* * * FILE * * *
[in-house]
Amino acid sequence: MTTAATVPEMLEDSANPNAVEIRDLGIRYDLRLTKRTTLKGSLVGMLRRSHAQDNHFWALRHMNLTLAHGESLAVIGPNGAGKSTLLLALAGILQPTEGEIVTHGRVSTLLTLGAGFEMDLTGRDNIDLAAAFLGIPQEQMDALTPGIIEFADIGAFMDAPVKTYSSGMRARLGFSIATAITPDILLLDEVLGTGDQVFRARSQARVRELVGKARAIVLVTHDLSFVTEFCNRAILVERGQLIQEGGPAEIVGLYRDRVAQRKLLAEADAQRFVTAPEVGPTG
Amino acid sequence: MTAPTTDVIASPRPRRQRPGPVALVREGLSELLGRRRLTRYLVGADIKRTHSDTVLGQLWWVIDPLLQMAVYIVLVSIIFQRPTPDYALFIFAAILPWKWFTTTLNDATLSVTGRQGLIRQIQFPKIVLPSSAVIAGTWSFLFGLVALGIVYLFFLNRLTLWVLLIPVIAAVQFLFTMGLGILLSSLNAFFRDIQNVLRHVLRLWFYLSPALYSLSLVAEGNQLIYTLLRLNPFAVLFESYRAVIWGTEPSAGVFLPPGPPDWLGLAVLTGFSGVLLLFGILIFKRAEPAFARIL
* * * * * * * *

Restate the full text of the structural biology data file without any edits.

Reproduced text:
[in-house]
Amino acid sequence: MTTAATVPEMLEDSANPNAVEIRDLGIRYDLRLTKRTTLKGSLVGMLRRSHAQDNHFWALRHMNLTLAHGESLAVIGPNGAGKSTLLLALAGILQPTEGEIVTHGRVSTLLTLGAGFEMDLTGRDNIDLAAAFLGIPQEQMDALTPGIIEFADIGAFMDAPVKTYSSGMRARLGFSIATAITPDILLLDEVLGTGDQVFRARSQARVRELVGKARAIVLVTHDLSFVTEFCNRAILVERGQLIQEGGPAEIVGLYRDRVAQRKLLAEADAQRFVTAPEVGPTG
Amino acid sequence: MTAPTTDVIASPRPRRQRPGPVALVREGLSELLGRRRLTRYLVGADIKRTHSDTVLGQLWWVIDPLLQMAVYIVLVSIIFQRPTPDYALFIFAAILPWKWFTTTLNDATLSVTGRQGLIRQIQFPKIVLPSSAVIAGTWSFLFGLVALGIVYLFFLNRLTLWVLLIPVIAAVQFLFTMGLGILLSSLNAFFRDIQNVLRHVLRLWFYLSPALYSLSLVAEGNQLIYTLLRLNPFAVLFESYRAVIWGTEPSAGVFLPPGPPDWLGLAVLTGFSGVLLLFGILIFKRAEPAFARIL